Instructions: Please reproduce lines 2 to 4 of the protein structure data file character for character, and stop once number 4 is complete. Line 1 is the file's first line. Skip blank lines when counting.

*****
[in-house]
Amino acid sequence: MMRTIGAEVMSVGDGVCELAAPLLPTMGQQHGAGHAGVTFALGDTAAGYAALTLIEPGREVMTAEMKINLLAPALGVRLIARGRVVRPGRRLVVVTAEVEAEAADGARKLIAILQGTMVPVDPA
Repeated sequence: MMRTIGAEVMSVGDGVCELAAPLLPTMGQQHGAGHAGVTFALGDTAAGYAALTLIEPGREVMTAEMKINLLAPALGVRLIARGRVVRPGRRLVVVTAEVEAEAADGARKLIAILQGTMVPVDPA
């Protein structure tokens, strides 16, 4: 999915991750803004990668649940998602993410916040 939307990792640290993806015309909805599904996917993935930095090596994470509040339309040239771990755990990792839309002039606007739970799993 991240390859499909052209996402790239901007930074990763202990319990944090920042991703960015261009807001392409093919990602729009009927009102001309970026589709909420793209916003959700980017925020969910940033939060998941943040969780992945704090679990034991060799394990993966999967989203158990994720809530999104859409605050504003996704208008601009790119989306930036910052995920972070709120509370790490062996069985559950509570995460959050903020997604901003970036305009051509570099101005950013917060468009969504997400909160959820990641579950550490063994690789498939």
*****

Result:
Amino acid sequence: MMRTIGAEVMSVGDGVCELAAPLLPTMGQQHGAGHAGVTFALGDTAAGYAALTLIEPGREVMTAEMKINLLAPALGVRLIARGRVVRPGRRLVVVTAEVEAEAADGARKLIAILQGTMVPVDPA
Repeated sequence: MMRTIGAEVMSVGDGVCELAAPLLPTMGQQHGAGHAGVTFALGDTAAGYAALTLIEPGREVMTAEMKINLLAPALGVRLIARGRVVRPGRRLVVVTAEVEAEAADGARKLIAILQGTMVPVDPA
């Protein structure tokens, strides 16, 4: 999915991750803004990668649940998602993410916040 939307990792640290993806015309909805599904996917993935930095090596994470509040339309040239771990755990990792839309002039606007739970799993 991240390859499909052209996402790239901007930074990763202990319990944090920042991703960015261009807001392409093919990602729009009927009102001309970026589709909420793209916003959700980017925020969910940033939060998941943040969780992945704090679990034991060799394990993966999967989203158990994720809530999104859409605050504003996704208008601009790119989306930036910052995920972070709120509370790490062996069985559950509570995460959050903020997604901003970036305009051509570099101005950013917060468009969504997400909160959820990641579950550490063994690789498939």